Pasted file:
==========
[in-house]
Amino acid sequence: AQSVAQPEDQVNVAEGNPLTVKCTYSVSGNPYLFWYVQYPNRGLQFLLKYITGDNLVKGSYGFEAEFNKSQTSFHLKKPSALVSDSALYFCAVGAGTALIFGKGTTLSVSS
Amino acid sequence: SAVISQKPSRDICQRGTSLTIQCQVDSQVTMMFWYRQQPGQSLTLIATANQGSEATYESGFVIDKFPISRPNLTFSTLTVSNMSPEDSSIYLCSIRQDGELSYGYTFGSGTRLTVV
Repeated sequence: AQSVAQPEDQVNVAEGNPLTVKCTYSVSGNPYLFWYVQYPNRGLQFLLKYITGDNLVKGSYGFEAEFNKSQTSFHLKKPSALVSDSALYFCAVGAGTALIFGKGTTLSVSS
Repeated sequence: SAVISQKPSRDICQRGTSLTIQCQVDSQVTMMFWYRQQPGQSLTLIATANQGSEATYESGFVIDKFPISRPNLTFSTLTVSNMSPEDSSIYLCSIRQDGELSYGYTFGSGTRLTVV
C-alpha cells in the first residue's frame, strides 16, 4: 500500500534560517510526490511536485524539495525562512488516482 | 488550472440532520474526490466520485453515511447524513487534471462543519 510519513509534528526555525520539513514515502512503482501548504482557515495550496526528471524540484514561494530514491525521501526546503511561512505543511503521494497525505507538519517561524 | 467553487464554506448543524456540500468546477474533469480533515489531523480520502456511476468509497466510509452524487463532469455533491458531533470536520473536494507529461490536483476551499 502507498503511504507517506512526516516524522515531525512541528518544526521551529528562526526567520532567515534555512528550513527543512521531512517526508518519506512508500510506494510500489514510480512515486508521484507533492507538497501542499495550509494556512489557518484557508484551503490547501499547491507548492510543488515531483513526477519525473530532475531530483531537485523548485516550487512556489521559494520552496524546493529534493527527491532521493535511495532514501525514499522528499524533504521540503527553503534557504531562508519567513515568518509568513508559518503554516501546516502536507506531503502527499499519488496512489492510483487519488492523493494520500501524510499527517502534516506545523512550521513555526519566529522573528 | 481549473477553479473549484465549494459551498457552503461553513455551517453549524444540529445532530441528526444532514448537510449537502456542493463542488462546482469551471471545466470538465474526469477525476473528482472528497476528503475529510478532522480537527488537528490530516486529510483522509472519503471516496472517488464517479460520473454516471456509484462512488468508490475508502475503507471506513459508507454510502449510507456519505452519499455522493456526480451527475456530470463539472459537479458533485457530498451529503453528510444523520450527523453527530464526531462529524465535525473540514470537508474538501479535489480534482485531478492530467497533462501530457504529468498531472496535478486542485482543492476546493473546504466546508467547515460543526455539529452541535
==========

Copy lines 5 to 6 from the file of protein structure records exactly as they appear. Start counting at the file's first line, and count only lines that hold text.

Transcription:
Repeated sequence: SAVISQKPSRDICQRGTSLTIQCQVDSQVTMMFWYRQQPGQSLTLIATANQGSEATYESGFVIDKFPISRPNLTFSTLTVSNMSPEDSSIYLCSIRQDGELSYGYTFGSGTRLTVV
C-alpha cells in the first residue's frame, strides 16, 4: 500500500534560517510526490511536485524539495525562512488516482 | 488550472440532520474526490466520485453515511447524513487534471462543519 510519513509534528526555525520539513514515502512503482501548504482557515495550496526528471524540484514561494530514491525521501526546503511561512505543511503521494497525505507538519517561524 | 467553487464554506448543524456540500468546477474533469480533515489531523480520502456511476468509497466510509452524487463532469455533491458531533470536520473536494507529461490536483476551499 502507498503511504507517506512526516516524522515531525512541528518544526521551529528562526526567520532567515534555512528550513527543512521531512517526508518519506512508500510506494510500489514510480512515486508521484507533492507538497501542499495550509494556512489557518484557508484551503490547501499547491507548492510543488515531483513526477519525473530532475531530483531537485523548485516550487512556489521559494520552496524546493529534493527527491532521493535511495532514501525514499522528499524533504521540503527553503534557504531562508519567513515568518509568513508559518503554516501546516502536507506531503502527499499519488496512489492510483487519488492523493494520500501524510499527517502534516506545523512550521513555526519566529522573528 | 481549473477553479473549484465549494459551498457552503461553513455551517453549524444540529445532530441528526444532514448537510449537502456542493463542488462546482469551471471545466470538465474526469477525476473528482472528497476528503475529510478532522480537527488537528490530516486529510483522509472519503471516496472517488464517479460520473454516471456509484462512488468508490475508502475503507471506513459508507454510502449510507456519505452519499455522493456526480451527475456530470463539472459537479458533485457530498451529503453528510444523520450527523453527530464526531462529524465535525473540514470537508474538501479535489480534482485531478492530467497533462501530457504529468498531472496535478486542485482543492476546493473546504466546508467547515460543526455539529452541535